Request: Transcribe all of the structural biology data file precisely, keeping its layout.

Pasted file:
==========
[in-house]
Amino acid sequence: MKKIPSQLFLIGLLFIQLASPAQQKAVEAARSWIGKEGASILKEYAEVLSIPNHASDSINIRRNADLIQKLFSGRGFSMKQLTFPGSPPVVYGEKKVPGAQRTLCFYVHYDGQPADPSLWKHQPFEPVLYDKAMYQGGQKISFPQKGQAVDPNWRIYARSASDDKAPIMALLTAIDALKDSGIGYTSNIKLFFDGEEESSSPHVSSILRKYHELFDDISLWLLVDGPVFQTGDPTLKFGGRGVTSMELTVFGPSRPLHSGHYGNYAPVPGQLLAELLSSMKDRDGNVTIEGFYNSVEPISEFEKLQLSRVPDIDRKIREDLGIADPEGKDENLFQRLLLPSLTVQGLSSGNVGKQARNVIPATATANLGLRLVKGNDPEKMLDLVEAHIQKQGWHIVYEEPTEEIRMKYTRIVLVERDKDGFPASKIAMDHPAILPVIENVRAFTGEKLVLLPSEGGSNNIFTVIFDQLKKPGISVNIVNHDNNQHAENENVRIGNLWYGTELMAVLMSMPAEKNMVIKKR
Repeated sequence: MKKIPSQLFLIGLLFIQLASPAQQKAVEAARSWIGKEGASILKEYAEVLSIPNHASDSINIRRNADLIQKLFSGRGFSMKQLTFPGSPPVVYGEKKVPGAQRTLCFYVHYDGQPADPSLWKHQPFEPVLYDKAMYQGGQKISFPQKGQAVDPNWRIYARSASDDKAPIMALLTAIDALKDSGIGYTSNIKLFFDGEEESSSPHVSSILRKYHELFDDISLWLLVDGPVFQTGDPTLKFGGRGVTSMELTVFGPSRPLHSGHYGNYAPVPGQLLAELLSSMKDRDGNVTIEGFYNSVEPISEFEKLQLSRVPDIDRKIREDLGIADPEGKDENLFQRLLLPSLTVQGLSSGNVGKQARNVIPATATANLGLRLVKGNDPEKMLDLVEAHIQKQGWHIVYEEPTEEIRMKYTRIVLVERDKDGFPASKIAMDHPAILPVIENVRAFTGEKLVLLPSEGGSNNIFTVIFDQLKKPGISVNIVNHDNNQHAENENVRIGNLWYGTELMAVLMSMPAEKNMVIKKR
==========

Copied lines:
[in-house]
Amino acid sequence: MKKIPSQLFLIGLLFIQLASPAQQKAVEAARSWIGKEGASILKEYAEVLSIPNHASDSINIRRNADLIQKLFSGRGFSMKQLTFPGSPPVVYGEKKVPGAQRTLCFYVHYDGQPADPSLWKHQPFEPVLYDKAMYQGGQKISFPQKGQAVDPNWRIYARSASDDKAPIMALLTAIDALKDSGIGYTSNIKLFFDGEEESSSPHVSSILRKYHELFDDISLWLLVDGPVFQTGDPTLKFGGRGVTSMELTVFGPSRPLHSGHYGNYAPVPGQLLAELLSSMKDRDGNVTIEGFYNSVEPISEFEKLQLSRVPDIDRKIREDLGIADPEGKDENLFQRLLLPSLTVQGLSSGNVGKQARNVIPATATANLGLRLVKGNDPEKMLDLVEAHIQKQGWHIVYEEPTEEIRMKYTRIVLVERDKDGFPASKIAMDHPAILPVIENVRAFTGEKLVLLPSEGGSNNIFTVIFDQLKKPGISVNIVNHDNNQHAENENVRIGNLWYGTELMAVLMSMPAEKNMVIKKR
Repeated sequence: MKKIPSQLFLIGLLFIQLASPAQQKAVEAARSWIGKEGASILKEYAEVLSIPNHASDSINIRRNADLIQKLFSGRGFSMKQLTFPGSPPVVYGEKKVPGAQRTLCFYVHYDGQPADPSLWKHQPFEPVLYDKAMYQGGQKISFPQKGQAVDPNWRIYARSASDDKAPIMALLTAIDALKDSGIGYTSNIKLFFDGEEESSSPHVSSILRKYHELFDDISLWLLVDGPVFQTGDPTLKFGGRGVTSMELTVFGPSRPLHSGHYGNYAPVPGQLLAELLSSMKDRDGNVTIEGFYNSVEPISEFEKLQLSRVPDIDRKIREDLGIADPEGKDENLFQRLLLPSLTVQGLSSGNVGKQARNVIPATATANLGLRLVKGNDPEKMLDLVEAHIQKQGWHIVYEEPTEEIRMKYTRIVLVERDKDGFPASKIAMDHPAILPVIENVRAFTGEKLVLLPSEGGSNNIFTVIFDQLKKPGISVNIVNHDNNQHAENENVRIGNLWYGTELMAVLMSMPAEKNMVIKKR